I recognize the protective mechanisms that I have within me - I've never discovered anything that I wasn't ready to deal with - HP is so wise that way.
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Old 02-10-2008, 12:48 PM
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WE CONTINUE BY EXAMINING OUR ASSETS

An inventory is not just our faults; we must also assess our positive traits and accomplishments. If we are stymied by this task, it can be useful to think about qualities we like in others and whether we may possess that same trait.

In what ways am I caring? How do I empathize with other people? Am I kind to myself? Am I kind to the elderly? Children? My family? My friends? Those in need of my assistance? Am I agreeable and courteous?

How am I tolerant?

Am I open to another’s point of view?

Do I listen in meetings and accept that others have needs different from mine?

Do I practice patience with a newcomer?

How am I trustworthy? Do I pay my bills? Am I prompt? Do I fulfill my commitments? Do I act responsible in my job? How much can my family and friends depend on me?

How am I honest? Do I tell the whole truth? If not, what stops me from telling the truth?

In what ways do I take care of myself? Do I make needed medical appointments? Do I dress appropriately? Do I eat healthy foods? Exercise? Meditate?

How am I respectful? Do I take care of material things, whether mine or others? Do I show respect for the law?

How am I generous? Do I contribute to my group? To the World Service Office triannual appeal? Have I contributed by volunteering to be a trusted servant?

In what ways do I look for the good in others?

How am I kind? Am I considerate of other people? Do I listen patiently to a friend in need? Do I offer help when asked? Do I think to point out the good in others?

How do I open myself up to others?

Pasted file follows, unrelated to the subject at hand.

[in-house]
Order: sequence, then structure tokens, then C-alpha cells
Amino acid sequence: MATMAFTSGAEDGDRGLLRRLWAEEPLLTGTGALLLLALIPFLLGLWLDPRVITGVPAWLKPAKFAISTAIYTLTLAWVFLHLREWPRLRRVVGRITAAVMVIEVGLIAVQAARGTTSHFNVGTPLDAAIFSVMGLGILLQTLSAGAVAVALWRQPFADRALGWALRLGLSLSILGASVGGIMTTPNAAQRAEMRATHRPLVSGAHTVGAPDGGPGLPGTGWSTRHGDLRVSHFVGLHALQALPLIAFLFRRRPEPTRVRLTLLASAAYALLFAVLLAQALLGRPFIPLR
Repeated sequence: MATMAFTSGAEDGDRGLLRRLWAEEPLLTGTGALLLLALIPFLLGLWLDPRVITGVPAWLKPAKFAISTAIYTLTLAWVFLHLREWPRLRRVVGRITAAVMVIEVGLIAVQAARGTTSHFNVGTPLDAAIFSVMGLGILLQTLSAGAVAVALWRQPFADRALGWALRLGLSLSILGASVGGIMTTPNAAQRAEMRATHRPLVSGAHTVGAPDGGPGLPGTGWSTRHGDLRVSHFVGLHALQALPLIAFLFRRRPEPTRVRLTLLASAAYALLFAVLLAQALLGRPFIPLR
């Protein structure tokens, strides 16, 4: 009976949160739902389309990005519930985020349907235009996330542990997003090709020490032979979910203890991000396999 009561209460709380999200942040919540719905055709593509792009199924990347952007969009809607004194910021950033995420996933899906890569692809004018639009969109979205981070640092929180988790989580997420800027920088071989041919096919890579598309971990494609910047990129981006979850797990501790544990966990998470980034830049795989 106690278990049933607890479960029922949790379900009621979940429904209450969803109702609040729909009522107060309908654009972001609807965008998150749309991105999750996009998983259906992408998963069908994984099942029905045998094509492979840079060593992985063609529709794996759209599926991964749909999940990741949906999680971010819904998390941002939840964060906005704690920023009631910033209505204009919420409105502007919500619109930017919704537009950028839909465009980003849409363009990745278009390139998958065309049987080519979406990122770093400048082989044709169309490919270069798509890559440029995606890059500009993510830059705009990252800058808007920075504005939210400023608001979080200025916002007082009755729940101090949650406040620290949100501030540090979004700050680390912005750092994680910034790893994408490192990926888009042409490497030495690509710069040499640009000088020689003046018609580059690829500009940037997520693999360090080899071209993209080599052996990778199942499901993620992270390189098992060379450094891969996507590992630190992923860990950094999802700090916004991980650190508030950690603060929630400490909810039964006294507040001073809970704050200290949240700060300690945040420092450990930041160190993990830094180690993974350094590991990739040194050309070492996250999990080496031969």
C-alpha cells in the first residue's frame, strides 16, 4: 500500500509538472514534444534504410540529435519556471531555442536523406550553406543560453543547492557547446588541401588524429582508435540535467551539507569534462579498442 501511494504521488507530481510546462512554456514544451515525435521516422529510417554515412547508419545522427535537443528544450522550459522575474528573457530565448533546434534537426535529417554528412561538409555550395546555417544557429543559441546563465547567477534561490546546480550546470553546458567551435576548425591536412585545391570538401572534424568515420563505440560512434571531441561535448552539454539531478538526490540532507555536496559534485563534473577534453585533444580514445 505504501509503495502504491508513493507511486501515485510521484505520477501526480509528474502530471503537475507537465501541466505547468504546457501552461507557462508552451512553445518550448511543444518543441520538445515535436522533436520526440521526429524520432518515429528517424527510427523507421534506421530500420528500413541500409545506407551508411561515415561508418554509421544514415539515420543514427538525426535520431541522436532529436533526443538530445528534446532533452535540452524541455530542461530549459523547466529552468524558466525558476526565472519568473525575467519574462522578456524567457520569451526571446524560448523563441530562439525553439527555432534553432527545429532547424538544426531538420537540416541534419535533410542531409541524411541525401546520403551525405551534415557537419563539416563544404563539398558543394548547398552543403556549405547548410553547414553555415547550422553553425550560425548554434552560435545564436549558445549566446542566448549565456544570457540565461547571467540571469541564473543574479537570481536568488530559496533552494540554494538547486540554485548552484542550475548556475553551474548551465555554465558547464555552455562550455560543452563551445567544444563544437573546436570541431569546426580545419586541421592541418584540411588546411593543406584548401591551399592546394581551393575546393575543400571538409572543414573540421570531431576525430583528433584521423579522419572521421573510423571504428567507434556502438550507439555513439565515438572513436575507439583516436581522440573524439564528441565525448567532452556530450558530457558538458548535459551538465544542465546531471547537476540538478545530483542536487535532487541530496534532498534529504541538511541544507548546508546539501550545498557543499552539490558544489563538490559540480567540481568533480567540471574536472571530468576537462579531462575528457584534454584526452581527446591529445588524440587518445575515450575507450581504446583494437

How am I practical? Do I have a budget? How often do I recognize what needs to be done and then do my share?

How am I dependable? How often do I meet work deadlines? Do I organize well and carry out what I decide to do?

What are my talents? Do I have any artistic gifts? Do I beautify my surroundings? Do I have mechanical skills?

Do I make friends easily? Why or why not?

Do I have trouble with intimate relationships? Why or why not?

In what ways do I express myself clearly and concisely?

How do I see the humor in life and express it?

How am I optimistic?

How do I practice my faith in a Higher Power? In myself? In others? How do I share my faith? Do I have an attitude of gratitude?

How am I humble? Do I ask God for guidance and follow it to the best of my ability? When have I allowed others to share their wisdom with me? Do I ever admit mistakes? How patient am I with myself?

We should now have a list of good qualities to fortify us for the rest of the inventory. With each and every good quality we surveyed, we may have considered a quality we find uncomfortable to acknowledge. A thorough inventory, as we stated in the beginning of this chapter includes our positive as well as negative behaviors and thoughts.
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Old 02-10-2008, 12:49 PM
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WE CONTINUE BY EXAMINING OUR LIABILITIES